Five Ways to Fix Terra Nova (Though It’s Probably Doomed Anyway)
Dear Fox Television,
Look, I’m not going to Monday morning quarterback how you screwed up Terra Nova. I won’t mention how you thought you had a sure thing (which, by the way, you should have had), spent way too much money on it, then got scared and let too many cooks into the kitchen to try to fix what may or may not have been broken. Nor am I going to berate you for trying to hit every existing demographic in the world because you desperately want to try and make back the ga-jillion dollars you’ve dropped into it.
What’s done is done. The audience betrayed by Scy Fy’s mismanagement of Battlestar Galactica and Stargate was yours for the taking and you’ve all but lost them. You took a pretty good idea and spewed out mediocrity; not even brave enough to cheese Terra Nova up enough to make it “so bad its good.” But we’re not going to look back. All we can do at this point is see if there’s any good lumber to be cut out of this felled redwood.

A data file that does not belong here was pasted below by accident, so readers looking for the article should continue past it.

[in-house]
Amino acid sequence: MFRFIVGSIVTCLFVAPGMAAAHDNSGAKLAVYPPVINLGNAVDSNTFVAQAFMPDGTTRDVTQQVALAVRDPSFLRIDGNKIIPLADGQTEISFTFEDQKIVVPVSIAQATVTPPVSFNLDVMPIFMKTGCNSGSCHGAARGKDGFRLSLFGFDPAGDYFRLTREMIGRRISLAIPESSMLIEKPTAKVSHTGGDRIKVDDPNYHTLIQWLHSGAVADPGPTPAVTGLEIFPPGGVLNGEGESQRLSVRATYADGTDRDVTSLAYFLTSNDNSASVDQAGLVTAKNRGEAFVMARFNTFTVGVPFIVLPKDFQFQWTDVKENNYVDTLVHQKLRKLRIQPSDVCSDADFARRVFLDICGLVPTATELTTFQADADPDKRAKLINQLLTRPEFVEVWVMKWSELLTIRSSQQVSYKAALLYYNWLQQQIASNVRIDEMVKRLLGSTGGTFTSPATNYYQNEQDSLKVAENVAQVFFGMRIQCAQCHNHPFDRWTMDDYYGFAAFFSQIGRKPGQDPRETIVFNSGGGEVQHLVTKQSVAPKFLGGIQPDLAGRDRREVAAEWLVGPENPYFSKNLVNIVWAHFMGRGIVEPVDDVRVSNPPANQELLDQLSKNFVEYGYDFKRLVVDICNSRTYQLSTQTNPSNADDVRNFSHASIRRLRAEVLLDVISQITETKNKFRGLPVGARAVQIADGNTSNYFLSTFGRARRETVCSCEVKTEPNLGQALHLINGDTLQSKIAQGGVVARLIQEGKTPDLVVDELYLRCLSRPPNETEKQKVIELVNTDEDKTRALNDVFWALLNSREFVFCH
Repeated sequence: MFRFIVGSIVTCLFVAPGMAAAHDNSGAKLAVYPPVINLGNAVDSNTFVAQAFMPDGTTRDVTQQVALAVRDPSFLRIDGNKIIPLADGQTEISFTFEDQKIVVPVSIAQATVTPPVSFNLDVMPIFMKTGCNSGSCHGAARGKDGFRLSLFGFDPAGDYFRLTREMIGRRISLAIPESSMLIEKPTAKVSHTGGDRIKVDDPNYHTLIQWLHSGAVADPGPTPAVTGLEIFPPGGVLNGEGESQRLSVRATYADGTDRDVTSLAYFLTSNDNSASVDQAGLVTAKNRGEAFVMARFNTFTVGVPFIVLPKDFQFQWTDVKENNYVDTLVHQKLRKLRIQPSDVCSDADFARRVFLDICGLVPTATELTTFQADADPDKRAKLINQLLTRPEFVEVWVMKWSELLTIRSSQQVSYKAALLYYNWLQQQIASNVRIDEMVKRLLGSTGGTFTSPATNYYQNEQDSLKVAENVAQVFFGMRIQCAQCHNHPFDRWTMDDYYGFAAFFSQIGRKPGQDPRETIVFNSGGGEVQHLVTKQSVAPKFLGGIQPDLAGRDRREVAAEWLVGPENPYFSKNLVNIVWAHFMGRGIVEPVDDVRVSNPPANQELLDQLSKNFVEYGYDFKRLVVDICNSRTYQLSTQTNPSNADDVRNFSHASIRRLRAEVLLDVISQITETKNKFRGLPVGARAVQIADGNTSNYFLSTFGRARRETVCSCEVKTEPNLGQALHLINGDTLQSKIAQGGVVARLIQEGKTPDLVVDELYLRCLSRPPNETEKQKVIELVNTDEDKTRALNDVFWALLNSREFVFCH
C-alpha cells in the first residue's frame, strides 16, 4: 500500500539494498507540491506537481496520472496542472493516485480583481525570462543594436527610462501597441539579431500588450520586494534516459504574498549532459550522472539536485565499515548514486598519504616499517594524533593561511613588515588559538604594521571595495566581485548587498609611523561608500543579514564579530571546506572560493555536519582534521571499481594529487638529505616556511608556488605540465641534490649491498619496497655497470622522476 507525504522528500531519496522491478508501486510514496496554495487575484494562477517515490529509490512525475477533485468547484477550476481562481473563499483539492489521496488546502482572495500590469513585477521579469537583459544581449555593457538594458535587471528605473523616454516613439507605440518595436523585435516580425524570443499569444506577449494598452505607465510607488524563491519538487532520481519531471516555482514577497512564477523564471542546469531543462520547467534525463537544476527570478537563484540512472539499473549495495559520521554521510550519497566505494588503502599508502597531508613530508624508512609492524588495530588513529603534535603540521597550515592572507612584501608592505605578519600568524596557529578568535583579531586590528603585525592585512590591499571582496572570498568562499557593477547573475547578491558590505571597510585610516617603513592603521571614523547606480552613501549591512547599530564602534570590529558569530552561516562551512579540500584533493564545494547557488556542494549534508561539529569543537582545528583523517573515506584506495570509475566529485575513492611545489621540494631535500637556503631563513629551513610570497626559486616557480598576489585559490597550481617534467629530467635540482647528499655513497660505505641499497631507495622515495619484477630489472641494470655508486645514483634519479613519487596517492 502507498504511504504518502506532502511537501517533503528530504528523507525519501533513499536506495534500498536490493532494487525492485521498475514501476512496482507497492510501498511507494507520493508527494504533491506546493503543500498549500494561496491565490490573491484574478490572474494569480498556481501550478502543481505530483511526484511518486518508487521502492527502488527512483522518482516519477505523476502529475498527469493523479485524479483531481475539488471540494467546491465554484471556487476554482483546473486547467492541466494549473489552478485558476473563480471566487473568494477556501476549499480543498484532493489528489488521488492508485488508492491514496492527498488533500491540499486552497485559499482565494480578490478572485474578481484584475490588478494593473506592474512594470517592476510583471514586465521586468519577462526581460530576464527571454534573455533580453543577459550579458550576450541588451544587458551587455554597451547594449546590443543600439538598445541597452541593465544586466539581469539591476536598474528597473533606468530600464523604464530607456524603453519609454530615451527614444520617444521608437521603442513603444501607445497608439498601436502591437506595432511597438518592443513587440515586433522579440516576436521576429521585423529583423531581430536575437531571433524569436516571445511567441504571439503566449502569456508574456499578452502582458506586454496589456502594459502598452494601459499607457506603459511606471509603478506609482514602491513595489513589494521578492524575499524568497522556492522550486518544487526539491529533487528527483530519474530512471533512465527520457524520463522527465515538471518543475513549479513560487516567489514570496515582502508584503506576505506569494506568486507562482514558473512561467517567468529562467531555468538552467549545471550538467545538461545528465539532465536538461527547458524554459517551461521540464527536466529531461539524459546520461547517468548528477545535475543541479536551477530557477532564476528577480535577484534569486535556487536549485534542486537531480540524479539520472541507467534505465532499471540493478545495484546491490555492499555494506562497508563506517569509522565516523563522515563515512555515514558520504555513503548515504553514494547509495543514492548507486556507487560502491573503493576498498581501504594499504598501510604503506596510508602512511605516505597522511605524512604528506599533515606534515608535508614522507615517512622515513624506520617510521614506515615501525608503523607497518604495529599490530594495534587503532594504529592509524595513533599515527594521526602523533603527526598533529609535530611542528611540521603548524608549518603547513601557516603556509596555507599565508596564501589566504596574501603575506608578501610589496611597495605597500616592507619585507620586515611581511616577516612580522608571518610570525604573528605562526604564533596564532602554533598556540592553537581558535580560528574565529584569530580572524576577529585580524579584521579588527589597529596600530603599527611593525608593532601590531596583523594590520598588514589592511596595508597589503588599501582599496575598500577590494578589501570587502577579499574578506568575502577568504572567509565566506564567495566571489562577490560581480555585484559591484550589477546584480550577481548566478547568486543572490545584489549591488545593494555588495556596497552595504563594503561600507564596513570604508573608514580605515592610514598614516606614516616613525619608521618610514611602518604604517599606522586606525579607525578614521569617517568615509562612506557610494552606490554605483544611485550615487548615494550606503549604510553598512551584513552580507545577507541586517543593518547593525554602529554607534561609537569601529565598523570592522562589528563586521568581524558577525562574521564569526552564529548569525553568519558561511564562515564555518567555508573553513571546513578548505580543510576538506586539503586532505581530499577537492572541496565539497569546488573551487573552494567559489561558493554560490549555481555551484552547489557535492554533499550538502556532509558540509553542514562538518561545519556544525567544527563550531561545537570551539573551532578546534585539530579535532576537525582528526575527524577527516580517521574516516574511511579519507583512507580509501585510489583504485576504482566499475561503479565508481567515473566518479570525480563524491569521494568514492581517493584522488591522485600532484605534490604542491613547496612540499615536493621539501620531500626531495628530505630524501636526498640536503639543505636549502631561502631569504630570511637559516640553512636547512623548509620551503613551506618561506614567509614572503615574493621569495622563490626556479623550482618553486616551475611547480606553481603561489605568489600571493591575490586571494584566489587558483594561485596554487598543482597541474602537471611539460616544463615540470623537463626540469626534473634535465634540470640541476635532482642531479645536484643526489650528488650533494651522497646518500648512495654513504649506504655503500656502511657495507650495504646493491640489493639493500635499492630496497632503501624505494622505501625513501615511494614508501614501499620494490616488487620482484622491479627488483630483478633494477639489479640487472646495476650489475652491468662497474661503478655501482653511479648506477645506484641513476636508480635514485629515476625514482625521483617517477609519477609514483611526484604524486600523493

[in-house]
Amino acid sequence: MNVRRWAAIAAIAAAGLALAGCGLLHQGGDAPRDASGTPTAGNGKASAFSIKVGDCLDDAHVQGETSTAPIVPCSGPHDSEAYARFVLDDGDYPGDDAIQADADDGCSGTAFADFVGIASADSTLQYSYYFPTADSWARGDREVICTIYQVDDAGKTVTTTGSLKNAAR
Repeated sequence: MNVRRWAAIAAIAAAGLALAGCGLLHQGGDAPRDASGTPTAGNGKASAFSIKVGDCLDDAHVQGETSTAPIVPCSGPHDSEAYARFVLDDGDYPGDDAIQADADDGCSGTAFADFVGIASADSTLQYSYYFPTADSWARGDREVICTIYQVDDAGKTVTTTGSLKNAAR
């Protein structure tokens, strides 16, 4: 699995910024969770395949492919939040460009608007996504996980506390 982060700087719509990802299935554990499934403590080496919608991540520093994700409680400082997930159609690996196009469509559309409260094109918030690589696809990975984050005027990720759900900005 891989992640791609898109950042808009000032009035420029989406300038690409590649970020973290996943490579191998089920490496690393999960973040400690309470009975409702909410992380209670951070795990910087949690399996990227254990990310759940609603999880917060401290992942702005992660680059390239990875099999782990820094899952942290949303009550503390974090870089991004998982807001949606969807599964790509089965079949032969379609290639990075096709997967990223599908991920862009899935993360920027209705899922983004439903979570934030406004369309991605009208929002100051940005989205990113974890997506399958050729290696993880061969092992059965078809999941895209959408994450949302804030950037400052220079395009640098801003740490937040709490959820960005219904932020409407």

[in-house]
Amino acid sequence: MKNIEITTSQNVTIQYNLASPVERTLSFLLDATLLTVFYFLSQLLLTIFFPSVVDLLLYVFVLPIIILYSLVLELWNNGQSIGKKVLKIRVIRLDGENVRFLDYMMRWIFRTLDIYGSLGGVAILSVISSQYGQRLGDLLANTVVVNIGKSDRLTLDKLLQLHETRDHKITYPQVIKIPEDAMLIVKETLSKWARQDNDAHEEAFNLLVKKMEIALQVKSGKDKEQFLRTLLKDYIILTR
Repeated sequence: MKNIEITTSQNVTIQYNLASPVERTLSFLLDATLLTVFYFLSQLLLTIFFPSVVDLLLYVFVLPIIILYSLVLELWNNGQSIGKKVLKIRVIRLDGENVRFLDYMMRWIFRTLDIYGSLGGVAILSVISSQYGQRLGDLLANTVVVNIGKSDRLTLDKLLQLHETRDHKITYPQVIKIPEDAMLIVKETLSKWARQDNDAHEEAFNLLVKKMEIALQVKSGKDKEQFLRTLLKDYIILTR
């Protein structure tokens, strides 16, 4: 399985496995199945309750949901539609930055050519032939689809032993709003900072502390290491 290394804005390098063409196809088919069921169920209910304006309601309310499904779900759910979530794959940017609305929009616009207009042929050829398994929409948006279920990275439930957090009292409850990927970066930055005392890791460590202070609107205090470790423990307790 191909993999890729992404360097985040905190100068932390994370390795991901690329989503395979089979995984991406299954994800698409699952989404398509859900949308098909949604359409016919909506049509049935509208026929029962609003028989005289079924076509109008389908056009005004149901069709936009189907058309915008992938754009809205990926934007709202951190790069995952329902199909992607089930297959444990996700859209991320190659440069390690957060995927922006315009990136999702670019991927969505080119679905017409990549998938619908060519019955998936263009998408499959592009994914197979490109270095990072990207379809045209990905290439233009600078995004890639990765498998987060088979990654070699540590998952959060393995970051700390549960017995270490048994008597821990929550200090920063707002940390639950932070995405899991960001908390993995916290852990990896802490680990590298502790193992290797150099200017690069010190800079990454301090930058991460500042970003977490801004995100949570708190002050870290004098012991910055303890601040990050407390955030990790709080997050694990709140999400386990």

I will say this, and you’d do well to heed it: Though there’s still time to fix Terra Nova, it may already be too late to save it. If that’s the case, decide now and have the balls to finish the story in an engaging well-rounded way that’s unafraid to take creative risks. If you’re going to cancel it anyway, what do you have to lose?
I also mention that, despite my beefs with the show, I like it. It has potential; which is probably why you gave it the green light in the first place. Now you have to fulfill that potential. Here are five places to start: